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3 Tips For Handling Theft Of Business Idea In Court

A good business idea that makes money immediately can be hard to come by. If you have developed a business idea that you have shared with a potential business partner or if you have had someone go over your notes, you may find that your business idea is being pursued by someone else. If you are dealing with the theft of a business idea, you may want to go after the person who has taken the idea. Here are three tips for dealing with the theft of a business idea through civil litigation. 

Prove the contact that you had with the person  

To prove that a person or a company has taken your idea without your authorization, you will need to be able to prove contact that you have had with the company. If you had a meeting with a company that discussed your business idea and they are now operating with the exact same idea, you may have a case against them. To go through commercial litigation with the company, you will need proof that they had contact with you and your idea. 

Produce information on your idea patents

It is possible that two people will come up with very similar ideas for services or products. If there is something particular and patented about your idea, you will have a stronger case than just a case of possible similarities. If you have a patent or a trademark on any particular product or service, your commercial litigation claim will be given a big boost against a company. Remember to bring any trademark or registration information for your business to aid in proving your case. Trademarks give you the ultimate claim when attempting to start a business for any service or product.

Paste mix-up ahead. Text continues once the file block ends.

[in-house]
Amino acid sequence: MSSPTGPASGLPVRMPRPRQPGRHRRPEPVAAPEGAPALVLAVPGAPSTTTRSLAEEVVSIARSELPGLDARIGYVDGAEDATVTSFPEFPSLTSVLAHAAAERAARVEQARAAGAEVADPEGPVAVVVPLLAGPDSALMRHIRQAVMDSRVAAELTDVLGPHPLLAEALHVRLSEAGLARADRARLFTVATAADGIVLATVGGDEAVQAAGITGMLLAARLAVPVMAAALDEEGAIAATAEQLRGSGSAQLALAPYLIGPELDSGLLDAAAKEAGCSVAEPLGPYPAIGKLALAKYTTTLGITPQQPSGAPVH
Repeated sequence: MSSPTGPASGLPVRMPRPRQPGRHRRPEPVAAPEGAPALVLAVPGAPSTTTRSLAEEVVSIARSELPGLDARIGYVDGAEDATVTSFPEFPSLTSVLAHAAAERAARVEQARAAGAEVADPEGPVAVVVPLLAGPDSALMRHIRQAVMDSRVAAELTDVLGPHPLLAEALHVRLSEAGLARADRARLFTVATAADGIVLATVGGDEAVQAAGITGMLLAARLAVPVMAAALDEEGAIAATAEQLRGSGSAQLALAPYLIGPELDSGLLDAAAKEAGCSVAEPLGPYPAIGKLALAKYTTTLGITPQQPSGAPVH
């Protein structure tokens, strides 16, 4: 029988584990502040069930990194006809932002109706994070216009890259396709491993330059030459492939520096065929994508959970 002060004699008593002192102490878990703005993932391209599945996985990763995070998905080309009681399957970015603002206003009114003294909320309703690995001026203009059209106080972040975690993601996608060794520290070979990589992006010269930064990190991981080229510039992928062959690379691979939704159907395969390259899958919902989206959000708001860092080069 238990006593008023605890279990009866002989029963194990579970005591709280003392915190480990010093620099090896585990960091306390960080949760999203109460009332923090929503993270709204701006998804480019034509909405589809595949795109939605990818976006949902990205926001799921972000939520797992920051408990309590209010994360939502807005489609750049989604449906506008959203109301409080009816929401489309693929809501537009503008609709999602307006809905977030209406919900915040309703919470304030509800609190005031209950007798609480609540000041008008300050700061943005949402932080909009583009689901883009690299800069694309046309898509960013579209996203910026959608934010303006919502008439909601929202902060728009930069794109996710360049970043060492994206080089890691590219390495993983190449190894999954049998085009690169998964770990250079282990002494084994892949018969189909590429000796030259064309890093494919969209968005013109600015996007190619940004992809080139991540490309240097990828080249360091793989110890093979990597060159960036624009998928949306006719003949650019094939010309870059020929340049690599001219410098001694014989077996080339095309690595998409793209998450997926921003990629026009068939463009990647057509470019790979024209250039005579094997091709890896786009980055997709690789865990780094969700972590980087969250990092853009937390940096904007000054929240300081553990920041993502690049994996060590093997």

Produce any relevant drawings or graphics

One way that it is easiest to get an actual copyright claim against a business is if you have produced a drawing plus a name of a product or service. Even when these are not registered via trademark, you do have an implied copyright to anything that you draw or anything that you produce as written content. Bring along any drawings and renderings that you created for your product and service. If the business shows a very similar drawing or if they have designs they have gotten from you, your commercial litigation attorney will be able to prove a case.